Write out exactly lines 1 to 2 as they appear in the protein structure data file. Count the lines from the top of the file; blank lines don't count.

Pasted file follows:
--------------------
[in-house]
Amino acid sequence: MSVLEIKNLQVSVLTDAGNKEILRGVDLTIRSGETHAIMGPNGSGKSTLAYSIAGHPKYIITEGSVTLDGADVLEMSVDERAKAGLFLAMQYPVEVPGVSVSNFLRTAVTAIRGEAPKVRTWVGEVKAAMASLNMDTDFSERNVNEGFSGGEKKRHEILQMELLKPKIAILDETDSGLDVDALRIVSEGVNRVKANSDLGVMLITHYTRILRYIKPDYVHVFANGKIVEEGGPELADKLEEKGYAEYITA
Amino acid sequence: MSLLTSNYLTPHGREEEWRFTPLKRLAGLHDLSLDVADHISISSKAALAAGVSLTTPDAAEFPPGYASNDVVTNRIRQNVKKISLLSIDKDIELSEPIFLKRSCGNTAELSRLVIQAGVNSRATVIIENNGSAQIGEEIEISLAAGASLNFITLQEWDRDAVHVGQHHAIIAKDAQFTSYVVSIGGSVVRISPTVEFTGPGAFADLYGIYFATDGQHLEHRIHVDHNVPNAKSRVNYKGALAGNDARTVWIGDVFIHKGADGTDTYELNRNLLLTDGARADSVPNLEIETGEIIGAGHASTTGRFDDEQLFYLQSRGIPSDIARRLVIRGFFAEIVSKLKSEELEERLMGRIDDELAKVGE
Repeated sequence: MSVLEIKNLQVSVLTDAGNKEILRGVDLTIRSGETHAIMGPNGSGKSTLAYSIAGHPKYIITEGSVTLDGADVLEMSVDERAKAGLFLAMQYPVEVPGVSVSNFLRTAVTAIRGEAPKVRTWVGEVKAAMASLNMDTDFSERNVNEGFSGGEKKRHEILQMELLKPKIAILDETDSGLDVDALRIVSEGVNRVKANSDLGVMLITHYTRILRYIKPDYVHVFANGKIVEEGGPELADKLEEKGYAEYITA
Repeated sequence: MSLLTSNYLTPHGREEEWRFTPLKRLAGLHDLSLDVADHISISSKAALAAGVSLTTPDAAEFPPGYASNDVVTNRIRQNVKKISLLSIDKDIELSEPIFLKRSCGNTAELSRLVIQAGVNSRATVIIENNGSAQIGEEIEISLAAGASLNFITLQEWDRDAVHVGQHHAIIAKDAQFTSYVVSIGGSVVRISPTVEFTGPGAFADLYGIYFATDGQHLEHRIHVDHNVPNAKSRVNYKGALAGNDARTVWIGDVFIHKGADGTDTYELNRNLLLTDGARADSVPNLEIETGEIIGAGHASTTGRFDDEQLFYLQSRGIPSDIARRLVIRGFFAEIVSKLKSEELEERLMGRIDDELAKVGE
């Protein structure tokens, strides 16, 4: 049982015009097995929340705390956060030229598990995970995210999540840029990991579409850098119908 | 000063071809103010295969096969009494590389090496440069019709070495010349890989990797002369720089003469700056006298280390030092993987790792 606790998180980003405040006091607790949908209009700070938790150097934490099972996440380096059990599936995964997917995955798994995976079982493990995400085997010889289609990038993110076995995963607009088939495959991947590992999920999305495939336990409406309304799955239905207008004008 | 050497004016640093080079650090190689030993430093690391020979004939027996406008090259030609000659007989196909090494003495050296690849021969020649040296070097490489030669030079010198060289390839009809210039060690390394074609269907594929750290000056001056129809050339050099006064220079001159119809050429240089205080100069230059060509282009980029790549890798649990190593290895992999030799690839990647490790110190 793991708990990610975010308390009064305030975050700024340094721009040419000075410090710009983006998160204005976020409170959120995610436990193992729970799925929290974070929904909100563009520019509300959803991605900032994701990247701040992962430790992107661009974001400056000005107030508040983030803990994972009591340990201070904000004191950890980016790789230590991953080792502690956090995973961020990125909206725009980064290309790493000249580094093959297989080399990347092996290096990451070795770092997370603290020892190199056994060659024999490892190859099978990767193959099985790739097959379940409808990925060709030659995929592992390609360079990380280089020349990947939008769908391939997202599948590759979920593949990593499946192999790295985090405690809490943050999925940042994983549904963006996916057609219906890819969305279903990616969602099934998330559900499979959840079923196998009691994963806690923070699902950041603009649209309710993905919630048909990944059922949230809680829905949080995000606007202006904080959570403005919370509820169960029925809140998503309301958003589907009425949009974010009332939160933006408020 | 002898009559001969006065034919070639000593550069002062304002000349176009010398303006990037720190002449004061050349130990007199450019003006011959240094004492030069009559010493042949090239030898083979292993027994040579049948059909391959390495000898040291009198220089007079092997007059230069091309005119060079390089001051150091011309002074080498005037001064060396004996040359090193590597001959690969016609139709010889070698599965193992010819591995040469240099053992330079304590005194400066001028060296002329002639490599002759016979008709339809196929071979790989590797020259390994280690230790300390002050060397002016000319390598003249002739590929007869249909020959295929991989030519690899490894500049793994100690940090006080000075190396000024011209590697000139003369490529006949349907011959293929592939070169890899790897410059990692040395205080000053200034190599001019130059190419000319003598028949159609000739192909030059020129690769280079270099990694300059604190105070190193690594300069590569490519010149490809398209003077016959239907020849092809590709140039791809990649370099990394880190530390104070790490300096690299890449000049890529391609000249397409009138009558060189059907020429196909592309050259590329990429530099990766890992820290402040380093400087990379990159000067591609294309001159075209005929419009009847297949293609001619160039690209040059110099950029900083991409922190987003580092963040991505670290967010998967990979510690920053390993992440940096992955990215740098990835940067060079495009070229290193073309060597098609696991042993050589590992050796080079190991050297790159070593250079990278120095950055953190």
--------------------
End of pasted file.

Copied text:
[in-house]
Amino acid sequence: MSVLEIKNLQVSVLTDAGNKEILRGVDLTIRSGETHAIMGPNGSGKSTLAYSIAGHPKYIITEGSVTLDGADVLEMSVDERAKAGLFLAMQYPVEVPGVSVSNFLRTAVTAIRGEAPKVRTWVGEVKAAMASLNMDTDFSERNVNEGFSGGEKKRHEILQMELLKPKIAILDETDSGLDVDALRIVSEGVNRVKANSDLGVMLITHYTRILRYIKPDYVHVFANGKIVEEGGPELADKLEEKGYAEYITA